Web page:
The plasminogen activator from a human melanoma cell line was purified with immunoadsorption as a major step. The cells were cultured in the presence of aprotinin in order to avoid proteolysis. A three-step purification involved adsorption on antibodies to porcine tissue plasminogen activator before chromatographies on arginine-Sepharose and Sephadex G-150. All solvents contained Tween-80 (0.01%) and, except for the last step, aprotinin. The final product had a specific activity of about 220000 IU/mg measured against the WHO urokinase standard. The activator obtained has an apparent Mr of 72000 and consists of single-chain molecules. Evidence was obtained that four different types of activator variants occur. First and known previously, the one-chain form can be proteolytically cleaved into a two-chain form. Secondly, both the one-chain and two-chain molecules exhibit two forms with molecular weight differences of about 3000 (possibly due to carbohydrate differences). Thirdly, the one-chain preparations contain two variants, each constituting about 50% of the material and differing in length by three N-terminal amino acids. Finally, a possible positional microheterogeneity was detected. Digestion with plasmin yields the two-chain form with disulfide-bonded polypeptide chains, 'A' and 'B' (from the N-terminal and C-terminal parts, respectively). At the same time, the variability of the original N terminus is removed. The A chain keeps the two Mr variants (now about 40000 and 37000, respectively). The B chain (Mr about 33000) contains the active site of the molecule, as demonstrated by labelling with [3H]diisopropyl phosphofluoridate, and is homologous to the enzymatically active chains of thrombin, plasmin and other serine proteases. In contrast to these enzymes, the plasminogen activator is enzymatically active in the one-chain form. A speculative explanation for this activity may possibly be the presence of an epsilon-amino group of a lysine residue at a position close to the bond cleaved in the two-chain form.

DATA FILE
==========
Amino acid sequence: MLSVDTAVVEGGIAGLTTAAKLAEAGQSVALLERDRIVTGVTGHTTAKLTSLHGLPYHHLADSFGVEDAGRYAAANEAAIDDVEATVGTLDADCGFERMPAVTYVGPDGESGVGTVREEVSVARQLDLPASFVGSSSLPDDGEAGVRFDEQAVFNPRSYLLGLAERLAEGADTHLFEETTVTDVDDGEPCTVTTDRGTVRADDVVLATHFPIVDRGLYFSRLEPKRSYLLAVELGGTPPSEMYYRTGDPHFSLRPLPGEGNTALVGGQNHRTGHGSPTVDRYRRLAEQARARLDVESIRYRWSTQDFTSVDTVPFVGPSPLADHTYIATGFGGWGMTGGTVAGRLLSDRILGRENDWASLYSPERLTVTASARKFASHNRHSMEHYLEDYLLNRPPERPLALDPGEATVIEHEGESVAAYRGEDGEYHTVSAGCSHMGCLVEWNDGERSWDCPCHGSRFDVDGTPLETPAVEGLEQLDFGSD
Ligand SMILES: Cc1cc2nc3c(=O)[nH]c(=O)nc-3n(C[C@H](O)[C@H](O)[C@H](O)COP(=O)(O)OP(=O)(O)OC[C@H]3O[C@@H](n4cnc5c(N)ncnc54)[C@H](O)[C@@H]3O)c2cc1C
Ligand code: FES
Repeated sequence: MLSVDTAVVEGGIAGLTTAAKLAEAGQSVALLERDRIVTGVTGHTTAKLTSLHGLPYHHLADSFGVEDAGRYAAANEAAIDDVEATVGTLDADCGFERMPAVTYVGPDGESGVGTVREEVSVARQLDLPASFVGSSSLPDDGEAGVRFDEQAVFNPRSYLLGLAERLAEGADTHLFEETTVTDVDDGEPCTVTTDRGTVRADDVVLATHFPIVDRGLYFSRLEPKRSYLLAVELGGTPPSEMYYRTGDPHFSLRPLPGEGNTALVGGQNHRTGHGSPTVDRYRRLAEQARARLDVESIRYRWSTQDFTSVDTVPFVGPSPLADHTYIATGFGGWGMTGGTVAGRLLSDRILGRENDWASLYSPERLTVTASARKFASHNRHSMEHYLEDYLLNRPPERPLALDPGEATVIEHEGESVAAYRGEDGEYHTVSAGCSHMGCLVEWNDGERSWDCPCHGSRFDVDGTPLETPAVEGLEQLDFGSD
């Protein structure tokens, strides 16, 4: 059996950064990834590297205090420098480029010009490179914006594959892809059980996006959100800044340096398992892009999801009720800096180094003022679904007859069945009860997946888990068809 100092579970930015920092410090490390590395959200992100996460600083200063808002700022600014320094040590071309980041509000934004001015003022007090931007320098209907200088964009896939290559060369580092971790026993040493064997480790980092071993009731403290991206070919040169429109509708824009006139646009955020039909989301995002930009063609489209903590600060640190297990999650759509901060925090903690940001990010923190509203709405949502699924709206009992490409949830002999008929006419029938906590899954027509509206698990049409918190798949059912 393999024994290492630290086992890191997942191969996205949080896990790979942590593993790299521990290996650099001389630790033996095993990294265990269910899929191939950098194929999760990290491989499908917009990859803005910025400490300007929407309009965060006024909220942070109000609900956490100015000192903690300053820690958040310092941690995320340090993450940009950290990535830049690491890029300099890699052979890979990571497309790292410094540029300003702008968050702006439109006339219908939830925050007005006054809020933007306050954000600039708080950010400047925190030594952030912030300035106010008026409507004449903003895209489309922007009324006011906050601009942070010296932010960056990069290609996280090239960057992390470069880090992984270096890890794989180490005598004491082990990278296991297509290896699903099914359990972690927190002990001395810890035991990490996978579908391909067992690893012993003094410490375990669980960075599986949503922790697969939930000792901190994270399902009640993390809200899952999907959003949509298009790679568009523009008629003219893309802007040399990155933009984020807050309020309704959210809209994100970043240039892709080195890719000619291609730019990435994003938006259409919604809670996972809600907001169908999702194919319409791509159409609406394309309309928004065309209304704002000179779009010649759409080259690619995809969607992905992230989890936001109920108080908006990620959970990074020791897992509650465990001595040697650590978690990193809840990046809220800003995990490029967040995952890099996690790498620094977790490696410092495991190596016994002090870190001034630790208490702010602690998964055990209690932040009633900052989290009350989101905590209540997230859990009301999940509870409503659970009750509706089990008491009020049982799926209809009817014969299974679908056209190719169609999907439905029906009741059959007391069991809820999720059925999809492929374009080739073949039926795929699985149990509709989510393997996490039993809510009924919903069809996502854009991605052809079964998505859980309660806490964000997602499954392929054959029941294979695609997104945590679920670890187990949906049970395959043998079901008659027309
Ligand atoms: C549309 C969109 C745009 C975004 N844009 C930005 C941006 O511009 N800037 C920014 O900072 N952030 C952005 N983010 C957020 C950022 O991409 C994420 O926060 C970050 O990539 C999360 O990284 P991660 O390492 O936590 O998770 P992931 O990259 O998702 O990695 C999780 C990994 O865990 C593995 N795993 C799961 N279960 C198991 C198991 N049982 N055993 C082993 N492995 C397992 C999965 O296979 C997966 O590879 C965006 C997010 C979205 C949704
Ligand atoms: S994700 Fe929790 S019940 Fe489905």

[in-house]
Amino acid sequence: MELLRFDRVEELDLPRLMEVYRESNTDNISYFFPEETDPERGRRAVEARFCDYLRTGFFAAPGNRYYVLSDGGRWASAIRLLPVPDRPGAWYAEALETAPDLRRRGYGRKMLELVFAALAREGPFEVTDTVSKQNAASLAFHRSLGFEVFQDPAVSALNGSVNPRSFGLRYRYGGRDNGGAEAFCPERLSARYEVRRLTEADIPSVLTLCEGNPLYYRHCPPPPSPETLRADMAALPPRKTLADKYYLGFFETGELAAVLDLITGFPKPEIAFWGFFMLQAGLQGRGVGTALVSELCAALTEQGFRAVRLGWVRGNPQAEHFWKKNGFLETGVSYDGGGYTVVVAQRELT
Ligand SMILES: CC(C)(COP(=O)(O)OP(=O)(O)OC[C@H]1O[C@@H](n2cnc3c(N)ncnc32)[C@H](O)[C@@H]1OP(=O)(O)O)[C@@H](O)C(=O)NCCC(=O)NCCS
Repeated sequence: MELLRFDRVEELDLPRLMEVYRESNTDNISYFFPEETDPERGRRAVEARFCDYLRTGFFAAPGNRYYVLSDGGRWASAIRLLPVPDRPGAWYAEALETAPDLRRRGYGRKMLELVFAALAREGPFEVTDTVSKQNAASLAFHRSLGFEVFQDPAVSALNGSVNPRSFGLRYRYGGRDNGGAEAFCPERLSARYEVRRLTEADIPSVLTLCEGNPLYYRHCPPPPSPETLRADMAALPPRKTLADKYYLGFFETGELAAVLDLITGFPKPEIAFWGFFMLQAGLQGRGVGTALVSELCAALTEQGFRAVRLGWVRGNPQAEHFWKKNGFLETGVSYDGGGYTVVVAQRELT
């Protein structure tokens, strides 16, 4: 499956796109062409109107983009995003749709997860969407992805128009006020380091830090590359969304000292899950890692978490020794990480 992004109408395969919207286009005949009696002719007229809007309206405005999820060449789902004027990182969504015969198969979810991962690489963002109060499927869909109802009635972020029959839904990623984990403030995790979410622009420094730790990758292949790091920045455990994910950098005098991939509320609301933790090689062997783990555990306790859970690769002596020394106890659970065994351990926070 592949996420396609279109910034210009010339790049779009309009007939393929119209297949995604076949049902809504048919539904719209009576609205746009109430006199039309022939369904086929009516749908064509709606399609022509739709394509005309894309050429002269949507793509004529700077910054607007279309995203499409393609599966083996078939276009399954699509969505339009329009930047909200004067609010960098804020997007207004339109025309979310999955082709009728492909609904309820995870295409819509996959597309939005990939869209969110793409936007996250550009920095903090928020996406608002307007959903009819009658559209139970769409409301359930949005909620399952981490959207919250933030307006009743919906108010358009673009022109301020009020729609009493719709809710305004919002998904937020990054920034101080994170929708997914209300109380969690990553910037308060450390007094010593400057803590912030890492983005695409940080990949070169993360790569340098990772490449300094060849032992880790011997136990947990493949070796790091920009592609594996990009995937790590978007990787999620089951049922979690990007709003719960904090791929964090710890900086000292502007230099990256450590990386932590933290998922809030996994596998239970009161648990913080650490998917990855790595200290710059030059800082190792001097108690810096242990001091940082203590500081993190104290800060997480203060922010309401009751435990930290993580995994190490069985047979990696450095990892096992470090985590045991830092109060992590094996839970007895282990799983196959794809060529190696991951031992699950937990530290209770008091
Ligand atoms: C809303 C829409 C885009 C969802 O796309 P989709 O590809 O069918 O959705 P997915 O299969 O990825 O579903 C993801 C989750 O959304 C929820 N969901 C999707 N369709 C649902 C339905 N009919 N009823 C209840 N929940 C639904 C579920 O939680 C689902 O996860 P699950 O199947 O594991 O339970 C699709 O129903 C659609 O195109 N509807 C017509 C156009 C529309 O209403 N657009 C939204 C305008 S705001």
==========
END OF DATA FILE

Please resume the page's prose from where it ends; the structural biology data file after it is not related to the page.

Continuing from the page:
1983. Vol. 132, no 3, 681-6 p.